is due to a disorder of the cells in the retina that are responsible for vision in dim light. It has many causes, including:
• Glaucoma medications that work by constricting the pupil
• Retinitis pigmentosa
• Vitamin A deficiency
How is night blindness treated?
Treatment for night blindness will depend upon its cause. Treatment may be as simple as a new prescription for your glasses or switching glaucoma
medications, or it may require surgery
in cases of cataracts
Dietary Management For Night Blindness
Vitamins A, C and E are potent antioxidants which slow down age related macular degeneration and help maintain healthy tissues and cells in the eyes. Vitamins C and E may also inhibit the development or progression of cataracts. Lutein and zeaxanthin are two antioxidants called carotenoids, which help in neutralizing free radicals and maintaining eye health.
Sources of Vitamin A: Yellow-orange fruits and vegetables such as carrots, mango, papaya, pumpkin, dark green leafy vegetables, broccoli, eggs, milk and milk products. Vitamin A can be stored in your body, so you can opt for your favorite seasonal foods!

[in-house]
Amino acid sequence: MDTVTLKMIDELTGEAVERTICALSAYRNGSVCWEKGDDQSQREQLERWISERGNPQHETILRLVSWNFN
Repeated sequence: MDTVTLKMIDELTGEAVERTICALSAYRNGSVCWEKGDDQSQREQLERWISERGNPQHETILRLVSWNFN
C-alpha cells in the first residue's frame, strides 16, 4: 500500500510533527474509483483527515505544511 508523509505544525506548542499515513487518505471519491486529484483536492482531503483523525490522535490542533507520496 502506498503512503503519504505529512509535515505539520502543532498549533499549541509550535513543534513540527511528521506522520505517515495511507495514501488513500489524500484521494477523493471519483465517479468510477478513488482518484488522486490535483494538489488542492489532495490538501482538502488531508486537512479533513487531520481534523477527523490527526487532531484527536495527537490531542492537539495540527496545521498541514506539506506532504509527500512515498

Sources of Vitamin C: Citrus fruits such as oranges, tangerines and grapefruit, peppers, tomatoes, kiwis, gooseberries, strawberries and Brussels sprouts.
Sources of Vitamin E: Nuts like almonds, cashews, hazelnuts, fortified oils, seeds, eggs, milk and dairy.
Sources of Lutein: Green leafy vegetables such as spinach, kale, broccoli and chard, yellow peppers, mango and bilberries.
Sources of Zeaxanthin: Oranges, tangerines, eggs, spinach, dark green lettuce, corn, broccoli and orange sweet peppers.
For maximizing the benefits of the above vegetables, it is best to have then lightly cooked rather than raw. Cooking or steaming breaks down the cells, making it simpler for the body to absorb these nutrients from the foods.
Aim to eat at least 2 to 4 servings or more of these foods every day to ensure that you are getting enough of these 5 powerful nutrients.